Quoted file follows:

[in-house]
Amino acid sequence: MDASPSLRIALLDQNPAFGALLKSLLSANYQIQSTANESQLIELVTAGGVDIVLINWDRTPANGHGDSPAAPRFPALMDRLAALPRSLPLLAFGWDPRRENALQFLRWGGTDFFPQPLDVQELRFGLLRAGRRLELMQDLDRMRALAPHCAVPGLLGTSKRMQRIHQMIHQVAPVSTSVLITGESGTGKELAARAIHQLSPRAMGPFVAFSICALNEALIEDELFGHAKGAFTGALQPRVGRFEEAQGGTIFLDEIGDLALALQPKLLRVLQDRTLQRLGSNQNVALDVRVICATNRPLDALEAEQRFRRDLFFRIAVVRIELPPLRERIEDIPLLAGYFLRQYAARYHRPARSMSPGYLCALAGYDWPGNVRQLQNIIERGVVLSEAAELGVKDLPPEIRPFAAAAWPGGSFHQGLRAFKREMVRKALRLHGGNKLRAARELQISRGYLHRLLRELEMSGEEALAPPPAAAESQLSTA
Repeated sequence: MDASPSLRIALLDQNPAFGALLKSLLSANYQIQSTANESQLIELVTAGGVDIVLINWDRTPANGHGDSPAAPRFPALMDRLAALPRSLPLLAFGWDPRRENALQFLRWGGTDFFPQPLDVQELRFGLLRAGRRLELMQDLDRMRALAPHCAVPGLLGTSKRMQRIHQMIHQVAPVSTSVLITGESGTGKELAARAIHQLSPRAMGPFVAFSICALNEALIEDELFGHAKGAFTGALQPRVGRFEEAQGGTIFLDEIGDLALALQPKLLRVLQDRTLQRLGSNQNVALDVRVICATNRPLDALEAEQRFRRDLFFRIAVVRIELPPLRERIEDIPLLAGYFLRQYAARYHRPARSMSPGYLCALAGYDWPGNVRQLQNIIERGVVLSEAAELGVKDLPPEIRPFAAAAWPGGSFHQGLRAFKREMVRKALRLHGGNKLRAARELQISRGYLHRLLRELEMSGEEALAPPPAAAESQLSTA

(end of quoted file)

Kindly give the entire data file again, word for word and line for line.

[in-house]
Amino acid sequence: MDASPSLRIALLDQNPAFGALLKSLLSANYQIQSTANESQLIELVTAGGVDIVLINWDRTPANGHGDSPAAPRFPALMDRLAALPRSLPLLAFGWDPRRENALQFLRWGGTDFFPQPLDVQELRFGLLRAGRRLELMQDLDRMRALAPHCAVPGLLGTSKRMQRIHQMIHQVAPVSTSVLITGESGTGKELAARAIHQLSPRAMGPFVAFSICALNEALIEDELFGHAKGAFTGALQPRVGRFEEAQGGTIFLDEIGDLALALQPKLLRVLQDRTLQRLGSNQNVALDVRVICATNRPLDALEAEQRFRRDLFFRIAVVRIELPPLRERIEDIPLLAGYFLRQYAARYHRPARSMSPGYLCALAGYDWPGNVRQLQNIIERGVVLSEAAELGVKDLPPEIRPFAAAAWPGGSFHQGLRAFKREMVRKALRLHGGNKLRAARELQISRGYLHRLLRELEMSGEEALAPPPAAAESQLSTA
Repeated sequence: MDASPSLRIALLDQNPAFGALLKSLLSANYQIQSTANESQLIELVTAGGVDIVLINWDRTPANGHGDSPAAPRFPALMDRLAALPRSLPLLAFGWDPRRENALQFLRWGGTDFFPQPLDVQELRFGLLRAGRRLELMQDLDRMRALAPHCAVPGLLGTSKRMQRIHQMIHQVAPVSTSVLITGESGTGKELAARAIHQLSPRAMGPFVAFSICALNEALIEDELFGHAKGAFTGALQPRVGRFEEAQGGTIFLDEIGDLALALQPKLLRVLQDRTLQRLGSNQNVALDVRVICATNRPLDALEAEQRFRRDLFFRIAVVRIELPPLRERIEDIPLLAGYFLRQYAARYHRPARSMSPGYLCALAGYDWPGNVRQLQNIIERGVVLSEAAELGVKDLPPEIRPFAAAAWPGGSFHQGLRAFKREMVRKALRLHGGNKLRAARELQISRGYLHRLLRELEMSGEEALAPPPAAAESQLSTA